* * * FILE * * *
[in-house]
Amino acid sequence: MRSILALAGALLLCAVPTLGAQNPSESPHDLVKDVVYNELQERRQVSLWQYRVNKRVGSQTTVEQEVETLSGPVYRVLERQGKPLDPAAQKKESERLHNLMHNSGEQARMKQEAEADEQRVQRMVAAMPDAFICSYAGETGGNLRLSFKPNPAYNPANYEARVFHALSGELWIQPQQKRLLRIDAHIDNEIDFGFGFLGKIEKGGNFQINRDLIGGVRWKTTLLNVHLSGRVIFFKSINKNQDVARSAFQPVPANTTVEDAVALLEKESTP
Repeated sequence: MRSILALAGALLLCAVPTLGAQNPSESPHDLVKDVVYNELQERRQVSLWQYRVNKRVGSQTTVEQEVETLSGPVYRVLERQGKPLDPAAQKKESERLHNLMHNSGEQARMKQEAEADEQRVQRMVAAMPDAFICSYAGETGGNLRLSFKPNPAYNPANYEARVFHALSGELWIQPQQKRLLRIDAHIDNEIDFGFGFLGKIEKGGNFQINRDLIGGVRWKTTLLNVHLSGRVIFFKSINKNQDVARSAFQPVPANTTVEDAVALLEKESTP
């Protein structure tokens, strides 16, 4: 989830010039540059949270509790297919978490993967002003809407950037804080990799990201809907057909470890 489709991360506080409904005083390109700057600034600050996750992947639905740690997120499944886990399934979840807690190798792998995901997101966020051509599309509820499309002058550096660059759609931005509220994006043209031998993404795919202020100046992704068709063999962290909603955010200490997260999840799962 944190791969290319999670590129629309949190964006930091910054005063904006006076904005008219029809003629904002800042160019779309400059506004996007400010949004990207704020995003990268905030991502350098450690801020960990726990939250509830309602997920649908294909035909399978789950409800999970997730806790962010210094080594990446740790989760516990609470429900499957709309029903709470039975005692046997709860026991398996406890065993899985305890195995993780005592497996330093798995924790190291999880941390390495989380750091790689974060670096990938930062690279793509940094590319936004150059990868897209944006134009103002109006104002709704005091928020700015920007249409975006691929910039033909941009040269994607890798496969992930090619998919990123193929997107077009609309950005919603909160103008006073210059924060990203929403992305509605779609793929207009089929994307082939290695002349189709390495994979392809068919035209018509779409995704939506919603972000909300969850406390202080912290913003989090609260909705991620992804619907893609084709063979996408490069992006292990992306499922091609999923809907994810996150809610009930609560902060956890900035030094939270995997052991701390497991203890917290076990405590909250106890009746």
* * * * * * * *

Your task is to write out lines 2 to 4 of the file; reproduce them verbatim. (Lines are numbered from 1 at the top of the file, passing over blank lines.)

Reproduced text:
Amino acid sequence: MRSILALAGALLLCAVPTLGAQNPSESPHDLVKDVVYNELQERRQVSLWQYRVNKRVGSQTTVEQEVETLSGPVYRVLERQGKPLDPAAQKKESERLHNLMHNSGEQARMKQEAEADEQRVQRMVAAMPDAFICSYAGETGGNLRLSFKPNPAYNPANYEARVFHALSGELWIQPQQKRLLRIDAHIDNEIDFGFGFLGKIEKGGNFQINRDLIGGVRWKTTLLNVHLSGRVIFFKSINKNQDVARSAFQPVPANTTVEDAVALLEKESTP
Repeated sequence: MRSILALAGALLLCAVPTLGAQNPSESPHDLVKDVVYNELQERRQVSLWQYRVNKRVGSQTTVEQEVETLSGPVYRVLERQGKPLDPAAQKKESERLHNLMHNSGEQARMKQEAEADEQRVQRMVAAMPDAFICSYAGETGGNLRLSFKPNPAYNPANYEARVFHALSGELWIQPQQKRLLRIDAHIDNEIDFGFGFLGKIEKGGNFQINRDLIGGVRWKTTLLNVHLSGRVIFFKSINKNQDVARSAFQPVPANTTVEDAVALLEKESTP
């Protein structure tokens, strides 16, 4: 989830010039540059949270509790297919978490993967002003809407950037804080990799990201809907057909470890 489709991360506080409904005083390109700057600034600050996750992947639905740690997120499944886990399934979840807690190798792998995901997101966020051509599309509820499309002058550096660059759609931005509220994006043209031998993404795919202020100046992704068709063999962290909603955010200490997260999840799962 944190791969290319999670590129629309949190964006930091910054005063904006006076904005008219029809003629904002800042160019779309400059506004996007400010949004990207704020995003990268905030991502350098450690801020960990726990939250509830309602997920649908294909035909399978789950409800999970997730806790962010210094080594990446740790989760516990609470429900499957709309029903709470039975005692046997709860026991398996406890065993899985305890195995993780005592497996330093798995924790190291999880941390390495989380750091790689974060670096990938930062690279793509940094590319936004150059990868897209944006134009103002109006104002709704005091928020700015920007249409975006691929910039033909941009040269994607890798496969992930090619998919990123193929997107077009609309950005919603909160103008006073210059924060990203929403992305509605779609793929207009089929994307082939290695002349189709390495994979392809068919035209018509779409995704939506919603972000909300969850406390202080912290913003989090609260909705991620992804619907893609084709063979996408490069992006292990992306499922091609999923809907994810996150809610009930609560902060956890900035030094939270995997052991701390497991203890917290076990405590909250106890009746």